This is likely antebellum, though I’m unable to confirm at this time. It is perhaps of the transitional era between Federal and Greek Revival, but even displays a bit of Georgian influence.
Tag Archives: Antebellum South Georgia
Ways Baptist Church was organized in 1817 near the present-day community of Stellaville, about three miles east of Wrens. It was named for Bill Way, who donated the land on which it was sited. The members were originally part of Brushy Creek Baptist Church but were dismissed for some reason, perhaps because they had slaves. Enslaved persons were among the first members of the new congregation. A log cabin was built first, then a more formal structure, replaced by this church in 1851. It features what appears to be a slave gallery (common in churches with slave members) and was likely built by the slaves themselves. After emancipation, they founded their own congregation nearby, known as Ways Grove Baptist Church.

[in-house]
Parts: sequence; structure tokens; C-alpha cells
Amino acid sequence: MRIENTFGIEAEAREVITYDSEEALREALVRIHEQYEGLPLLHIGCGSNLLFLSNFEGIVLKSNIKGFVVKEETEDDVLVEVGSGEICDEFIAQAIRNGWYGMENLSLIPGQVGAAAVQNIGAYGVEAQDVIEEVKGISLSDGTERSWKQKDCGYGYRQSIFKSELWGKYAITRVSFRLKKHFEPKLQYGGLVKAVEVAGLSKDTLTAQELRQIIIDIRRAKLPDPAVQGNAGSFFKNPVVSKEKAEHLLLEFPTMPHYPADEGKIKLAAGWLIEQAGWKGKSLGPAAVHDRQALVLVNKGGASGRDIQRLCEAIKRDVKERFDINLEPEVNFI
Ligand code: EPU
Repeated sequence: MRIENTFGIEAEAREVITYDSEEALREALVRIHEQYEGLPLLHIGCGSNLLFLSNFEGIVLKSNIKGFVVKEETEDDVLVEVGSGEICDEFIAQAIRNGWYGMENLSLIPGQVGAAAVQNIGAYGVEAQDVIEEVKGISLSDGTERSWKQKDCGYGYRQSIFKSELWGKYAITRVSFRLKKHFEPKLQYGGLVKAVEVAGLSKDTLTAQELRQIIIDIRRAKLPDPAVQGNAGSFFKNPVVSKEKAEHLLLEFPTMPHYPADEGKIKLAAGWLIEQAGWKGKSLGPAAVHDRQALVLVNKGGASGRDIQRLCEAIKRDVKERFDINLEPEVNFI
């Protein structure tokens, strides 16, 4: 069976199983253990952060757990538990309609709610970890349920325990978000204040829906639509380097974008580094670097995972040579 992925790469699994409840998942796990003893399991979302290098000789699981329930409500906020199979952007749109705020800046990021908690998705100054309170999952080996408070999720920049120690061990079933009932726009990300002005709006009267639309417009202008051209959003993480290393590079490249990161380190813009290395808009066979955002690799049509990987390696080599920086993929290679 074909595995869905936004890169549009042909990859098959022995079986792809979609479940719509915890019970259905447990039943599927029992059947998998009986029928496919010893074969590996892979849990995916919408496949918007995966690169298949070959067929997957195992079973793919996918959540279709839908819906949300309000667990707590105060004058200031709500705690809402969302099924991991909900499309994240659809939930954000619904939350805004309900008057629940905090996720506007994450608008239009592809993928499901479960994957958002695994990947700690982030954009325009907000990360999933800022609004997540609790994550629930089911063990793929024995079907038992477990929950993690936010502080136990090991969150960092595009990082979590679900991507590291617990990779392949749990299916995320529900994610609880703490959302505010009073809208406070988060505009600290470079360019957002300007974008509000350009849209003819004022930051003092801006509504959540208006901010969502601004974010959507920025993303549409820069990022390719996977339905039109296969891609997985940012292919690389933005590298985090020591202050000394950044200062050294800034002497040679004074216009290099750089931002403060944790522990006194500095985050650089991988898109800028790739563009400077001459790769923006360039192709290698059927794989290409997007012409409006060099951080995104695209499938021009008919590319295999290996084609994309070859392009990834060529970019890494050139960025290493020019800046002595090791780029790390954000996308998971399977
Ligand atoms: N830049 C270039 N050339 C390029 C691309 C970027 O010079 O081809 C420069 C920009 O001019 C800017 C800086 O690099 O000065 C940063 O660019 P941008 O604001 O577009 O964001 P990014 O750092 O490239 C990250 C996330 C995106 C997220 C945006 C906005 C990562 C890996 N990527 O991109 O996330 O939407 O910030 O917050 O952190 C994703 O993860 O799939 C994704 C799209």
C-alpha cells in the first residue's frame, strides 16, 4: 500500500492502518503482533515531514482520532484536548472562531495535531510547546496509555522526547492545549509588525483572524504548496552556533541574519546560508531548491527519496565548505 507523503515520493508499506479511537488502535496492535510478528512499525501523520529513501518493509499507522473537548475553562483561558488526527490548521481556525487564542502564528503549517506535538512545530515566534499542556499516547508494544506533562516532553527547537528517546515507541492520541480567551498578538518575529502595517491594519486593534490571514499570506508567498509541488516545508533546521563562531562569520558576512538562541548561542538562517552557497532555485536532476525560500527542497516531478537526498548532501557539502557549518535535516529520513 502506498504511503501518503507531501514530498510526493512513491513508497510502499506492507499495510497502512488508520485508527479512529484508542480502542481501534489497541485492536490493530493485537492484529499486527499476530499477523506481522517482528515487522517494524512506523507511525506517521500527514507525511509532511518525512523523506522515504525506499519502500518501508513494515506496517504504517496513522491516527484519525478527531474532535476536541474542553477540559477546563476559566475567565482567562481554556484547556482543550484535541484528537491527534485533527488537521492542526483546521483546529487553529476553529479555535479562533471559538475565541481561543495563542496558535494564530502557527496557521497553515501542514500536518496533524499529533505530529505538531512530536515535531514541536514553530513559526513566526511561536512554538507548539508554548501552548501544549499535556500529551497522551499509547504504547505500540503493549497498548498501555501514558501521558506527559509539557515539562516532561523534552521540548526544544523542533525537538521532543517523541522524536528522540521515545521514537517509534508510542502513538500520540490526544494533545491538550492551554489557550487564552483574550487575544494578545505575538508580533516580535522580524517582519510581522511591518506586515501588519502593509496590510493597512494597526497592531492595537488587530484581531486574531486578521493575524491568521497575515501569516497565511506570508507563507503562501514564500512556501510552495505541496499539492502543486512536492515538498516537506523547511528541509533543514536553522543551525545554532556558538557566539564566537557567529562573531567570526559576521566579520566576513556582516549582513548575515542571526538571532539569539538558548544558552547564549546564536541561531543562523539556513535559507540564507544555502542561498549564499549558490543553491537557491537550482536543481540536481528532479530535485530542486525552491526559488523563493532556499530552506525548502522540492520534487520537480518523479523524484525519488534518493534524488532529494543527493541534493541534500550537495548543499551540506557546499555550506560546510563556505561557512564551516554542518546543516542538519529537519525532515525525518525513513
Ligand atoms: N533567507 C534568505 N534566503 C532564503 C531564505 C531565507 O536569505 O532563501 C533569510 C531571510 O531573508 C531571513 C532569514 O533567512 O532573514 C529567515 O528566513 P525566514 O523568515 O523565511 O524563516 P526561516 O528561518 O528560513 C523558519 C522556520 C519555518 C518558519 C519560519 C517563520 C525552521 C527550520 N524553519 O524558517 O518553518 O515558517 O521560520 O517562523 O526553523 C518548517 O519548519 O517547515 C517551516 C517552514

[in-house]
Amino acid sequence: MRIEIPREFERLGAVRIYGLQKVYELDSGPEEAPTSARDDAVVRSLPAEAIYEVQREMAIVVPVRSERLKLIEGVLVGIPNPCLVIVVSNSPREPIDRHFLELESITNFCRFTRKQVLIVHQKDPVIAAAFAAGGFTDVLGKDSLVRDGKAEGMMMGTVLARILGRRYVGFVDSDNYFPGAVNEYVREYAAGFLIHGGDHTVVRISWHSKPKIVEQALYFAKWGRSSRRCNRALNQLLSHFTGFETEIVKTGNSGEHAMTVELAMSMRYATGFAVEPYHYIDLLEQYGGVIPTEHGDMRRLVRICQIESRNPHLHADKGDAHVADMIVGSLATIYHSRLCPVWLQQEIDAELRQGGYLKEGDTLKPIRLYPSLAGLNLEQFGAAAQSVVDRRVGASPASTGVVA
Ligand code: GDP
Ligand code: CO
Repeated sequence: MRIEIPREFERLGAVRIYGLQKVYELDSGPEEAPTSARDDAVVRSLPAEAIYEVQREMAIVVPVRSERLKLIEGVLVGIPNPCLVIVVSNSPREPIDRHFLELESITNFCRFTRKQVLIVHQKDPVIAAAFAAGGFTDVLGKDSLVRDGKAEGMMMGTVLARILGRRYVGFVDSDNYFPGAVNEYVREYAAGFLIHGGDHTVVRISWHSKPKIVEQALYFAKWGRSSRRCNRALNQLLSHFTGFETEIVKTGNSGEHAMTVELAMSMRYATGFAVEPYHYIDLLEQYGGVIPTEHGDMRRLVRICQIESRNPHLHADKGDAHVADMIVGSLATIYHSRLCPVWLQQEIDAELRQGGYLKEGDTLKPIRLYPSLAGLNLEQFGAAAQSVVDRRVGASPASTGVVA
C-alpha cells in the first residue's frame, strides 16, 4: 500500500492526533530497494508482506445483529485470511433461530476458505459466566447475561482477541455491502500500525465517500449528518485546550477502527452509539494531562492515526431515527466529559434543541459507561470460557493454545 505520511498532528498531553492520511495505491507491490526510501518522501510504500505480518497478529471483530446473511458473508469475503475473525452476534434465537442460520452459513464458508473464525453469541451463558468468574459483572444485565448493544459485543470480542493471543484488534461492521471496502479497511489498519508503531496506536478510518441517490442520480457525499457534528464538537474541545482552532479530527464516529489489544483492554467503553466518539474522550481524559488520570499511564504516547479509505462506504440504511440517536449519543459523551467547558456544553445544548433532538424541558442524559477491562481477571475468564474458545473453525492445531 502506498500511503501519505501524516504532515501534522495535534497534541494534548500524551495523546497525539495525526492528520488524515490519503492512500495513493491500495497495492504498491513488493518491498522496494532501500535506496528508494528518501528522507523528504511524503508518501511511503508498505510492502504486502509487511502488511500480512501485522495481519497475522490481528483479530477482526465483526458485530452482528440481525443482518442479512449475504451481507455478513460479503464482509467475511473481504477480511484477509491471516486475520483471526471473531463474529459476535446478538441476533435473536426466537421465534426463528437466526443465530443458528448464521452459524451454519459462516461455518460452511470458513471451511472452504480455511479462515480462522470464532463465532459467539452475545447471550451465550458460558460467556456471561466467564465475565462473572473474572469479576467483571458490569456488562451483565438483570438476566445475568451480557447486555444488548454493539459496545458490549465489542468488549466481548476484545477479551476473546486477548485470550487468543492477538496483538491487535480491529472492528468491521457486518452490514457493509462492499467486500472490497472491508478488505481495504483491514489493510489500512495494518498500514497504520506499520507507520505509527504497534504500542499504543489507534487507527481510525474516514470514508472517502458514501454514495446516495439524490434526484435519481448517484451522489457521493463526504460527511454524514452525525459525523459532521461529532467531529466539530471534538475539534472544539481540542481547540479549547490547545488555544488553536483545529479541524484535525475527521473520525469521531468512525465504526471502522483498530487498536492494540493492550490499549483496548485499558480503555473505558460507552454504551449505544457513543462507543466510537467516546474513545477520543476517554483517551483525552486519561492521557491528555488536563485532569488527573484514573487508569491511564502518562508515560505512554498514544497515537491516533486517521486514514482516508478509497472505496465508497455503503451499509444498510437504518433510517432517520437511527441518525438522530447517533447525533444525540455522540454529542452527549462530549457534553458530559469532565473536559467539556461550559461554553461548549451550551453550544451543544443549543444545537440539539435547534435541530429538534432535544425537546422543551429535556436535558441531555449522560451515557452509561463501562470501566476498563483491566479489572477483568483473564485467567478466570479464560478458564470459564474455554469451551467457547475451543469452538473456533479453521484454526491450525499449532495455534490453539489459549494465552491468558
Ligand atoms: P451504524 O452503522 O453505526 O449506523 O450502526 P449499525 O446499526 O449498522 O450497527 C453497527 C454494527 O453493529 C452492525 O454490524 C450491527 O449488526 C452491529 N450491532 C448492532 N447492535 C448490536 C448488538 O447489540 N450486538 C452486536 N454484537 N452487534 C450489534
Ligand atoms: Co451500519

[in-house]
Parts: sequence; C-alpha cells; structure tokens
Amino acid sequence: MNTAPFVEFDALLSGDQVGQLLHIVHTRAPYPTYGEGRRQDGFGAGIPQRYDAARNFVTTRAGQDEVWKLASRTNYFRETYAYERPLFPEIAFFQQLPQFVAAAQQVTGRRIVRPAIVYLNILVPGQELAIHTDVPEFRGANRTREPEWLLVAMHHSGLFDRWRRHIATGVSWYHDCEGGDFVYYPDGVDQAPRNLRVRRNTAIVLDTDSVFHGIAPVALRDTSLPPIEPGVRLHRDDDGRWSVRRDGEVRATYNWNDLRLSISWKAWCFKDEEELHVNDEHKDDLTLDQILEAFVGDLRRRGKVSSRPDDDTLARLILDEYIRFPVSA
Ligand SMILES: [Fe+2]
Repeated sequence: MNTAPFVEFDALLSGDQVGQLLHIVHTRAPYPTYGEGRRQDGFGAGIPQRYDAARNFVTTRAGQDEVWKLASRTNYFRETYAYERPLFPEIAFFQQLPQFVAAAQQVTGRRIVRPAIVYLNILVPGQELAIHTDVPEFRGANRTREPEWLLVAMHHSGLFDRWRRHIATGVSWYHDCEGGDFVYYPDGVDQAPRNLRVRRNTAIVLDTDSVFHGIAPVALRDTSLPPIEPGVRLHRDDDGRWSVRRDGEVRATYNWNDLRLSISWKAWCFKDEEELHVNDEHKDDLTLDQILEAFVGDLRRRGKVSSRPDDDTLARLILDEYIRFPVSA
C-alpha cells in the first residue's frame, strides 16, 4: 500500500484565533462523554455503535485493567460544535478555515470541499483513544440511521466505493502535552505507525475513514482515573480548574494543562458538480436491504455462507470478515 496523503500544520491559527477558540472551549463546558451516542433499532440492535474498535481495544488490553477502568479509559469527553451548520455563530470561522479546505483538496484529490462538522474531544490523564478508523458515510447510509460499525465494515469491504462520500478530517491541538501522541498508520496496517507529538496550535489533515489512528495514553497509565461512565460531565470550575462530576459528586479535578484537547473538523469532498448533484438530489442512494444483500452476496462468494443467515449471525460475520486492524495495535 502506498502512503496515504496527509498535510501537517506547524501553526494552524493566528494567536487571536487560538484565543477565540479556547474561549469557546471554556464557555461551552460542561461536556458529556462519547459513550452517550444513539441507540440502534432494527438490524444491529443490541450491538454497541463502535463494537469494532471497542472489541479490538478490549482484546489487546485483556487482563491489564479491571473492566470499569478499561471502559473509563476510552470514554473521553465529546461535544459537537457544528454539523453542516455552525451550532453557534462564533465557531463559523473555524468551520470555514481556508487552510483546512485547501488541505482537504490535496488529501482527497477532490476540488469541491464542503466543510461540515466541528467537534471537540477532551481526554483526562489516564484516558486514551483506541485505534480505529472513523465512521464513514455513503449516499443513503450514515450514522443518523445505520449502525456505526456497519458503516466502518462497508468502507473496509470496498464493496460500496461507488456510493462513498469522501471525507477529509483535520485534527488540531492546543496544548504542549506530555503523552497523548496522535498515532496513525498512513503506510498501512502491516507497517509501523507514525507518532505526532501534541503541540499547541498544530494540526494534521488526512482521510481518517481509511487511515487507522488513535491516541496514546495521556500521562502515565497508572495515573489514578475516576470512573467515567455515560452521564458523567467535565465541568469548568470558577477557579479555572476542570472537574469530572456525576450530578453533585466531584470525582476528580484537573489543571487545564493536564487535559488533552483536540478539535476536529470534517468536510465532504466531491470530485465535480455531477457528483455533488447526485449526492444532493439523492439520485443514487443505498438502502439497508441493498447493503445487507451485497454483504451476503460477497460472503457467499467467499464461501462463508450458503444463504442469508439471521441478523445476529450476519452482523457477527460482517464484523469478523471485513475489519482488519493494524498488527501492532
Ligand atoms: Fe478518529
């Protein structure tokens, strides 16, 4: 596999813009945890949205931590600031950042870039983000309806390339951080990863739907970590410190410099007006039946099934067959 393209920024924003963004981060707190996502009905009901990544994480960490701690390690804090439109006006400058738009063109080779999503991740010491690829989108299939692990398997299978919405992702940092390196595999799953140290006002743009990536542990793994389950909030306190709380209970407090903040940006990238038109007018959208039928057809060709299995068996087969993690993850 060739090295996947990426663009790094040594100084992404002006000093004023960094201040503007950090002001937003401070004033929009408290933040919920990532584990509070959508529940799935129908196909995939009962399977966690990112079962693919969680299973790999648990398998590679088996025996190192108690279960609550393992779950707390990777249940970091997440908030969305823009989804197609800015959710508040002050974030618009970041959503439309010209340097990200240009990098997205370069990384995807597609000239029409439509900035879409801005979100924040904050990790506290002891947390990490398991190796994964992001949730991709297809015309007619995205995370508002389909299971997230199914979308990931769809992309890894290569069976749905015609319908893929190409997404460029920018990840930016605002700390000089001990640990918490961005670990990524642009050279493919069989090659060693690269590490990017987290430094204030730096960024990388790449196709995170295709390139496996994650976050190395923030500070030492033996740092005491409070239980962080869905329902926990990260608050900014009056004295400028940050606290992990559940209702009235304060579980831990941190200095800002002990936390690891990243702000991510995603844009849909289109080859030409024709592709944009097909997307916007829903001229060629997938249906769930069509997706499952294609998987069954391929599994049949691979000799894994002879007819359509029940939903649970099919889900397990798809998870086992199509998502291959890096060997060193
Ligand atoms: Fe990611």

It is a beautiful church and churchyard, and there is an historic cemetery across the highway.
This delightful home is unusual in its high style and isolation, likely unique in this section of Georgia. To call it a farmhouse almost seems to minimize its grandeur though its setting among hundreds of acres of open fields confirms that purpose. Buddy Moore notes: This house was the home of my 4th Great Grandfather, E. Lindsey Coleman (1811-1872). Bill Paul adds: My grandfather’s home…when I was a youngster the front yard was surrounded with a white picket fence and gardens.